Letting Go


These 10 months have been an exhilarating ride, filled with indescribable highs and a few devastating lows. The changing altitude has left me breathless, and as the last few weeks of service are approaching, it is almost time to catch my breath and gaze back at what I have accomplished.

The knowledge that I have 10 mere days to spend with my class before we part ways forever brings me to my knees. Saying goodbye to my 20 high school freshmen—students I have tutored, mentored, defended, supported, loved with all of my heart—will be the greatest challenge of this immensely challenging year. I now see with intense clarity how fleeting my entrance into my students’ lives has been. I first met them not 9 months ago, and now that they finally trust me completely, I am leaving. My kids will still face the same barriers, both in and out of school, that I spent a year trying to help them overcome. And until thousands more volunteers devote part of their lives to changing the lives of others, these obstacles will still impose upon millions of kids across America.

Still, I will go to Boston University next year and begin my studies as a Sociology & Political Science major. I hope to continue fighting for the right to a proper education. Besides, I’m not saying goodbye to my students forever. I promised them I will be back in Columbus in May 2017, just in time for their high school graduation.

— Micah Baum, First Year Corps Member, the Chase Team at Mifflin High School

Bittersweet


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There could not be a better word to describe this time of the year for corps members than bittersweet. The beginning of the fourth marking period comes with much excitement as it signifies that the year of service, which brought many unforeseen challenges and difficulties, is coming to a close. However, we soon come to the realization that the end of the year also means saying goodbye to our students, teachers, and teams. Even those who found aspects of the experience challenging still formed connections and built relationships in their communities and schools. Saying goodbye is just not easy. Let’s not dwell on the perspective that those relationships are over– Let’s rejoice with the perspective that we were fortunate enough to build them.

Pierre Lucien

First year Corps Member, the CSX team at South High School

UPCOMING: Global Youth Service Day


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Hey Idealists!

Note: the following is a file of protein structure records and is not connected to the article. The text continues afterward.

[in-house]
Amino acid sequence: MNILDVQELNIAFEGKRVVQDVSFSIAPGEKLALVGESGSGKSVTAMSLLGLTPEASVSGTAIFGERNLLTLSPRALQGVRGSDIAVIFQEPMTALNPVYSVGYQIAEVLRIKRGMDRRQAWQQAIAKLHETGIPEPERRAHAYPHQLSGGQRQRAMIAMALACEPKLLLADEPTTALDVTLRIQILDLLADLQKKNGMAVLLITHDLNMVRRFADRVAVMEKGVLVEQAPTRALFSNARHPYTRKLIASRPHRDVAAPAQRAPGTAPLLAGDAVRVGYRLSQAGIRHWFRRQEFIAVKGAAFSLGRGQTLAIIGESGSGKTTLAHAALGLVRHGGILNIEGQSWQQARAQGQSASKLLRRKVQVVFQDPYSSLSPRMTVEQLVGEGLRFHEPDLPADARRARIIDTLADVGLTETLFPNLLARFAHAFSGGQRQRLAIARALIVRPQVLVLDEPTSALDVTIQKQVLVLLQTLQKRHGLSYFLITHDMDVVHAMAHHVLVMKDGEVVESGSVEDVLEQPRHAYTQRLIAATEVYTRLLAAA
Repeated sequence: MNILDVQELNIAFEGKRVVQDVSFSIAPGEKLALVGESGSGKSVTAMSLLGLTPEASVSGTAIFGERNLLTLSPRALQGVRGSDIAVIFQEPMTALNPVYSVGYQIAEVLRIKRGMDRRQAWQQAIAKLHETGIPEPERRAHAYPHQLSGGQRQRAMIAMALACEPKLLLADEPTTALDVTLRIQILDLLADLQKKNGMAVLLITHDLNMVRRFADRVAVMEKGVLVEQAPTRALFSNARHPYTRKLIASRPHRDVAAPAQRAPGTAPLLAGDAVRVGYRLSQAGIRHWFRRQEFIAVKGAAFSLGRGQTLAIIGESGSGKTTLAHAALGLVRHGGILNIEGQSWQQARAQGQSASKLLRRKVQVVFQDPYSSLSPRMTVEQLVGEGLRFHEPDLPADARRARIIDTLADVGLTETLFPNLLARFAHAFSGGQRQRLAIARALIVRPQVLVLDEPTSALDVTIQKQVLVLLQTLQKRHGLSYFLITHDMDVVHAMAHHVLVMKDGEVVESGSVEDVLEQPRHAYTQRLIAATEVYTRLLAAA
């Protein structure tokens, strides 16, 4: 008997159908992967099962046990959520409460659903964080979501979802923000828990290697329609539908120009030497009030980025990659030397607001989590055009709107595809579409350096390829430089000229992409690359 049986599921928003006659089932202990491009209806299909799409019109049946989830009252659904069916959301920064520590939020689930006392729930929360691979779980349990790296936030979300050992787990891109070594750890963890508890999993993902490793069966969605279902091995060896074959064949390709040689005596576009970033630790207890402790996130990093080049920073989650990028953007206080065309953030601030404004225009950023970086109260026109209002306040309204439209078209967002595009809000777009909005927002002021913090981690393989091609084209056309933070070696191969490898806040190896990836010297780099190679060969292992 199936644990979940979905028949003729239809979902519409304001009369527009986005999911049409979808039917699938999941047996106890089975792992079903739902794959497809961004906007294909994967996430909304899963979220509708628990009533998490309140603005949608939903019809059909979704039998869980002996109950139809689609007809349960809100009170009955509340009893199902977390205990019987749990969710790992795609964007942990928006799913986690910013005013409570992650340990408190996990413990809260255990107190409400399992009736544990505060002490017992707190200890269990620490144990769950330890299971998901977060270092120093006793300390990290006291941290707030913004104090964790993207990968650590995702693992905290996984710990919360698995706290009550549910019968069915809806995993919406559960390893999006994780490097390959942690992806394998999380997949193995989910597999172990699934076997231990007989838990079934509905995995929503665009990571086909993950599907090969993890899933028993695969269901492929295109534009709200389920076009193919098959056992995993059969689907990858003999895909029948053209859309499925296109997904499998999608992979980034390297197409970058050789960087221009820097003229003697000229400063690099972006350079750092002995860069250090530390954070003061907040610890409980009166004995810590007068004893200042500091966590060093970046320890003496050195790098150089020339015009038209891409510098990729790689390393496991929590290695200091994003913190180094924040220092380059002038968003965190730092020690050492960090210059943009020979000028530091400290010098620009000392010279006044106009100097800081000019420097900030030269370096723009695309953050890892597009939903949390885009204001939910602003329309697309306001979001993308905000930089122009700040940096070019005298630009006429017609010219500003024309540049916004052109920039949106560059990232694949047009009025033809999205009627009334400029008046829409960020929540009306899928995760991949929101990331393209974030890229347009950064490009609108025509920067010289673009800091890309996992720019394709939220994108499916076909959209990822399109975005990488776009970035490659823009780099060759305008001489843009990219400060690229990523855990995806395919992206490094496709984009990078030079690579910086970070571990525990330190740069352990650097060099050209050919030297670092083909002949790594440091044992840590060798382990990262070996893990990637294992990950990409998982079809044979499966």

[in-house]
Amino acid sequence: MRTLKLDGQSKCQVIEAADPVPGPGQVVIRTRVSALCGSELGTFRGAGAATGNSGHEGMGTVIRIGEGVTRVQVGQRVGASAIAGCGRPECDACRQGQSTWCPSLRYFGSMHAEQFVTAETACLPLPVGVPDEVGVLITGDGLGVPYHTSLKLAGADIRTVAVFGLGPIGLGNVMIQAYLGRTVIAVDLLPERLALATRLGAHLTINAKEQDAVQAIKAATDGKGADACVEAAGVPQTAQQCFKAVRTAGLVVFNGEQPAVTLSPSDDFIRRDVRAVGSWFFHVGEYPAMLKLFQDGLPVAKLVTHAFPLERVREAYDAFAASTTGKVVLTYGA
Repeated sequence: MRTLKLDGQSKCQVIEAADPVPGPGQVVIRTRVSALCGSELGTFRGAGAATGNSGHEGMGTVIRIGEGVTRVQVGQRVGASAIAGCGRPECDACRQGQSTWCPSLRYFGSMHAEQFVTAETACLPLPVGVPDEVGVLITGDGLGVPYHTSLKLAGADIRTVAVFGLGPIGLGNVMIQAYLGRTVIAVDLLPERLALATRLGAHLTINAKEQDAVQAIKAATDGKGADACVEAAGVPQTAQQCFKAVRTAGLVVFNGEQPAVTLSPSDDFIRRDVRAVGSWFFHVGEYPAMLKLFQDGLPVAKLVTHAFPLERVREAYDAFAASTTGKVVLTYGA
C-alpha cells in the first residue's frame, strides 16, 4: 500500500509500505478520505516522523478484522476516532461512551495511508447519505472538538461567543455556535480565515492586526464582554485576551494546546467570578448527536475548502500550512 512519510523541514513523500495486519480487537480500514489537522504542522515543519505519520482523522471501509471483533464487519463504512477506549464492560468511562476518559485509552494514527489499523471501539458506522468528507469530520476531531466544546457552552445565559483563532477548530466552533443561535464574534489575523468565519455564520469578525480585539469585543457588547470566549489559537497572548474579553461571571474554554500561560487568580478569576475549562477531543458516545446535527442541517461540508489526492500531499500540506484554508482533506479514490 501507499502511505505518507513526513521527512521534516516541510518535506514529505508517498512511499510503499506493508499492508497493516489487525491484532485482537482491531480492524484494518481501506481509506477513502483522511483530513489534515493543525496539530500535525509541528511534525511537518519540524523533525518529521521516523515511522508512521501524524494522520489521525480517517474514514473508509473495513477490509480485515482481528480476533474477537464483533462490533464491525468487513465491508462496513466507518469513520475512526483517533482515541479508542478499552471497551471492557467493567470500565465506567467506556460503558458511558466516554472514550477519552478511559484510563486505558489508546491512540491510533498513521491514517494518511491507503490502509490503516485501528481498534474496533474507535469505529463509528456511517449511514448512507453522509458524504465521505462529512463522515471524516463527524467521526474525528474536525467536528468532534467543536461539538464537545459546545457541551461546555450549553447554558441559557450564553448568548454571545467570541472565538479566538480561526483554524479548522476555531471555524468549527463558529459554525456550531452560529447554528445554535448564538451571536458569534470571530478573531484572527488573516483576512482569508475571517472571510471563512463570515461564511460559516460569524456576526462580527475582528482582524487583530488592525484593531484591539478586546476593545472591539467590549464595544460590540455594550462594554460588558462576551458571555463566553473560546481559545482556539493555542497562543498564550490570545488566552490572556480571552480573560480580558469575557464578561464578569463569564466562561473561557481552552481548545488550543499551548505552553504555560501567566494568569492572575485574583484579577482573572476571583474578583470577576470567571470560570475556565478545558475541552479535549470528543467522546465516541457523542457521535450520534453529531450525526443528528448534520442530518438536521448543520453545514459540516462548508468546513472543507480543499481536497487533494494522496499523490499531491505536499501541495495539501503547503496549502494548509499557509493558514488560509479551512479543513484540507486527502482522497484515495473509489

Remember to join CYCO for Global Youth Service Day on Saturday, April 12th.

Maybe you’re a young person looking to serve. Maybe you’re an incoming corps member looking for a way to get involved early. Maybe you’re a student and need something to flesh out your resume. No matter the circumstances, Global Youth Service Day is the place to be!

CYCO will host two service opportunities:

10am-1pm, Beautification of Mifflin Middle School
3000 Agler Rd, Columbus, OH 43219

10am-2pm, Clean Up of Linden McKinley STEM Academy
1320 Duxberry Ave, Columbus, OH 43211

I do it for the kids


I do it for the kids.

 Superheroes of Victoria

I recently attended a final interview for a teacher preparation program. I drove 7 hours, post Pi Day event, all the way to D.C. for a chance at becoming one of the most skilled teachers in the country. Something I heard during the question and answer segment of my interview has been on my mind ever since.

One of the current residents said that if you think you’re going to be a hero, and save all of these kids, then you need to reevaluate your motivations for pursuing a career in urban education. The words struck me as harsh but exceedingly true.

I’ll be the first one to admit that I do what I do with City Year for my students. I care deeply about each and every one of them. City Year is tough. This year has pushed me to my limits, but each time I want to give up, I think about the faces of the kids I work with. I come to school to watch them progress and to have the honor of being a support for their growth.

I do not see myself as a savior. I am not a hero. My students are heroes. My students are the most amazing people I’ve ever met. They inspire me, and though I tutor and mentor them, they teach me so much. So when I reflect on the words I heard at this interview, I find myself double checking my values and my motivations.

The state of education, in general, is in desperate need of reform. Low income, underserved, disadvantaged, urban schools in particular need change. I believe that education is a right and that every child, no matter where they come from, deserves a quality education. I believe that change in a community comes from within.

I think about City Year and our ability to partner with members of community and community organizations to create sustainable change. I can only speak for myself, but I am not swooping into Linden on a white horse. That isn’t what anyone needs. My kids don’t need to be saved. No, I am a very small cog in the immense mechanical organism of change. I form relationships, help raise some grades and test scores, and hopefully make school a better place for my kids. Maybe they’ll remember me when they’re older, maybe they won’t. But they will never forget the diploma they get 4 years from now.

 

Darcy McCarthy, first year Corps Member, the AT&T team at Linden McKinley STEM Academy